Settling

Last Saturday I went to this wonderful place with a new friend called Grainger Margmket. It’s basically a large indoor marketplace with meat, veggies, fruit, coffee shops, flower vendors, sweets shops, clothing stores, etc. It has everything you could possibly want to buy and then some. It’s also been a staple of Newcastle since the 1830s! It really is a site to see. I loved it. The one tricky part about shopping at Grainger Market is that it’s full of locals who are called “Geordies”. The accent has proven to be way more difficult than I anticipated! Luckily people in the Northeast are incredibly kind and forgive me for making them repeat everything multiple times.

As I’ve spent the last couple of weeks trying to take in all of the new experiences around me and make sense of them, the accent has tripped me up a few times. The one that has really been tricky for me is getting used to the greeting “Aalreet?” Which is basically someone asking, “Are you alright?” or “How are you?” This is typically used as the greeting in supermarkets and shops where you’re just checking out or having brief contact with someone. It took awhile for me to adjust to responding, “I’m well, and you?” I’m used to “are you alright” being reserved for conversations when someone thinks I’m sad or something is wrong! There have been other new phrases as well. I’ve even had to Google a couple of words I’ve heard thrown around because I just couldn’t make sense of them. Polytunnel = greenhouse. Donkey’s years = a long time. Gobsmacked = confused. Dead posh = fancy. There is a whole new vocabulary of terminology used here that I have never heard before. It’s been both fun, and confusing, to do the work of trying to sort it all out. With some time and exposure, I’m sure the Geordie slang will become second nature and maybe I’ll even be able to talk like a proper northeasterner, but for now, I’m definitely still learning.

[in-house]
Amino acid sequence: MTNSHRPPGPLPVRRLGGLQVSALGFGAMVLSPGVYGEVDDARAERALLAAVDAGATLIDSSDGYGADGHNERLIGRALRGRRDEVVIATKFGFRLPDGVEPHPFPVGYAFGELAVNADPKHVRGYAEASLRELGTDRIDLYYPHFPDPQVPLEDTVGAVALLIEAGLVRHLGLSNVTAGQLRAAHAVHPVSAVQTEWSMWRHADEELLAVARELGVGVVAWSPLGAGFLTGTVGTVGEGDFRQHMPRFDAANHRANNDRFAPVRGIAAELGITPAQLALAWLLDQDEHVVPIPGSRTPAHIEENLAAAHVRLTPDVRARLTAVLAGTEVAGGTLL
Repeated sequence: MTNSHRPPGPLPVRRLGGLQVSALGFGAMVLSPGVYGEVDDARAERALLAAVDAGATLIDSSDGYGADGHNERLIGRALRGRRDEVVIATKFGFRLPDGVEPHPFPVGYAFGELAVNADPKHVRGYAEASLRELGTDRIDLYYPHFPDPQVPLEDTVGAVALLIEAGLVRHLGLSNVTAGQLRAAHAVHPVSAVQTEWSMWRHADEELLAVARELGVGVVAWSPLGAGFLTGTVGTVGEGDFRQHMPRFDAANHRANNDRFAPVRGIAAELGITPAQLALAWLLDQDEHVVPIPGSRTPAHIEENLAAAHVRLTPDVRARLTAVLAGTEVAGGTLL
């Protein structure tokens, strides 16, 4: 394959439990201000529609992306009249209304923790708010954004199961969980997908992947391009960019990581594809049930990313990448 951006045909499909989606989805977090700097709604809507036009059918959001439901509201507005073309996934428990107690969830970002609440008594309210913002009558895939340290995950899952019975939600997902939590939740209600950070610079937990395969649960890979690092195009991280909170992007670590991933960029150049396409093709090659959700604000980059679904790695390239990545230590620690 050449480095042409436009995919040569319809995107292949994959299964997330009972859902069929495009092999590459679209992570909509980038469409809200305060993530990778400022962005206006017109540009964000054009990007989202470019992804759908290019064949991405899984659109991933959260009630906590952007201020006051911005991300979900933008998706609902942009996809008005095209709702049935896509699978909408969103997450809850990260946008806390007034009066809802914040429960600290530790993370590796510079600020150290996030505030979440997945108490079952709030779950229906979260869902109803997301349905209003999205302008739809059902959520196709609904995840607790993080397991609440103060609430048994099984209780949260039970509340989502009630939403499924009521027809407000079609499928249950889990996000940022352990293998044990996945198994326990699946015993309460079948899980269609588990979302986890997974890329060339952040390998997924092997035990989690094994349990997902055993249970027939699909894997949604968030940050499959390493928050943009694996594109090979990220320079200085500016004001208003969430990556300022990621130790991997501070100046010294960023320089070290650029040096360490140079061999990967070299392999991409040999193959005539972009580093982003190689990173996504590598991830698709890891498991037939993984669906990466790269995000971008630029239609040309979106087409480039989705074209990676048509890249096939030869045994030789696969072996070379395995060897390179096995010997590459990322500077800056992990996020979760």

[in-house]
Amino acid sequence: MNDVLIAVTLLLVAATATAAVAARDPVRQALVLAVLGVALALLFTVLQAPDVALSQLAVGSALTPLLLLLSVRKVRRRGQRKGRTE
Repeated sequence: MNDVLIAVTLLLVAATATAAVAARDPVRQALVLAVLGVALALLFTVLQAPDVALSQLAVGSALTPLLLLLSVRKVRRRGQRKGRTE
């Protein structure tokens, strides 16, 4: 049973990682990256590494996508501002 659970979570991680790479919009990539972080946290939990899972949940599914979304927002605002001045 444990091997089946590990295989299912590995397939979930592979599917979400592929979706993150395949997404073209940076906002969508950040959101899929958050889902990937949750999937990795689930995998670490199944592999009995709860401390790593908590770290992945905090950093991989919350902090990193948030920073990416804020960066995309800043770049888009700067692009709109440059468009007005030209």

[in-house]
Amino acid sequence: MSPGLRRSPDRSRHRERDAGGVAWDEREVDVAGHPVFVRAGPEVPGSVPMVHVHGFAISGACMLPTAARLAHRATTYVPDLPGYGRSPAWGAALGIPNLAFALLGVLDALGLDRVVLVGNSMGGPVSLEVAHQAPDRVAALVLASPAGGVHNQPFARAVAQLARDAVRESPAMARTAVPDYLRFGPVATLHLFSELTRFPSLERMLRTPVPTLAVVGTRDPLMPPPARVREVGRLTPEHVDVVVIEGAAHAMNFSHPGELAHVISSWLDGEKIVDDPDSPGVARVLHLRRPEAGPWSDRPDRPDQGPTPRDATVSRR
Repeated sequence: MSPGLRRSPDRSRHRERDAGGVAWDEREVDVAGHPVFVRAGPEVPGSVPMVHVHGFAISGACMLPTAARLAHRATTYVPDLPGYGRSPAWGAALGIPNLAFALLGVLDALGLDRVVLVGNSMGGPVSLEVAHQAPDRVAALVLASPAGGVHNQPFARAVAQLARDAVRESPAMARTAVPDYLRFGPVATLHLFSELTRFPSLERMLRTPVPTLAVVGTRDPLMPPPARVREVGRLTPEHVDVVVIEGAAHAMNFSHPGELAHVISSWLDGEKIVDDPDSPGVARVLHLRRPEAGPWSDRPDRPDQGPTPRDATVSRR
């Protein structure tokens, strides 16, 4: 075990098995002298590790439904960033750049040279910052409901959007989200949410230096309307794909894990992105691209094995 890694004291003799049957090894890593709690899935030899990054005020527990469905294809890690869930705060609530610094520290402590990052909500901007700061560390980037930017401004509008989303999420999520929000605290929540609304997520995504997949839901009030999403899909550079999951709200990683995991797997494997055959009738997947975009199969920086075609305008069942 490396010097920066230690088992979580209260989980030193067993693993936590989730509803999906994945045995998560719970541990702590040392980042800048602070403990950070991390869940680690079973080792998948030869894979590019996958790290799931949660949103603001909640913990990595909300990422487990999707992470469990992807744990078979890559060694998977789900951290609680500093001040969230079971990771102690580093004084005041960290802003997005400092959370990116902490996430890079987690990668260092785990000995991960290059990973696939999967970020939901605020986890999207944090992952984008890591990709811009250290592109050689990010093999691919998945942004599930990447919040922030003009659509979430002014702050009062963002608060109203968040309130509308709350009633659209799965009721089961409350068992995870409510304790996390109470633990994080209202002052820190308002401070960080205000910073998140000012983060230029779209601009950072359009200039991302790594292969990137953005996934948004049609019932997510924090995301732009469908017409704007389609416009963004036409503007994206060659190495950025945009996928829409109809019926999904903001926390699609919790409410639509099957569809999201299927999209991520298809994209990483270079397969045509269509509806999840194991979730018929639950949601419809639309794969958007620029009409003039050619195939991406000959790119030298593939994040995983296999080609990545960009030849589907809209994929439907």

bridgesI assumed the transition from the US to the UK would be fairly easy. Shops would be familiar and English would be spoken so I wasn’t too nervous about the transition. Now that I’m in the midst of settling in, orientation week is over and I’ve made my flat home, there are still odds and ends that I’m trying not to be frustrated with. The banks in Newcastle were overwhelmed with new students so it took me two weeks to get an appointment to open an account, which means I haven’t been able to get a SIM card for my phone and I wasn’t able to set up final payments for my accommodation. So even though the language is the same and I can still splurge on Starbucks, this transition has not been without significant frustration. However, I guess that’s an important part of the journey and by this time next year I can look back on all of the chaos and laugh at what a doylem* I was.
*Geordie for fool 😉

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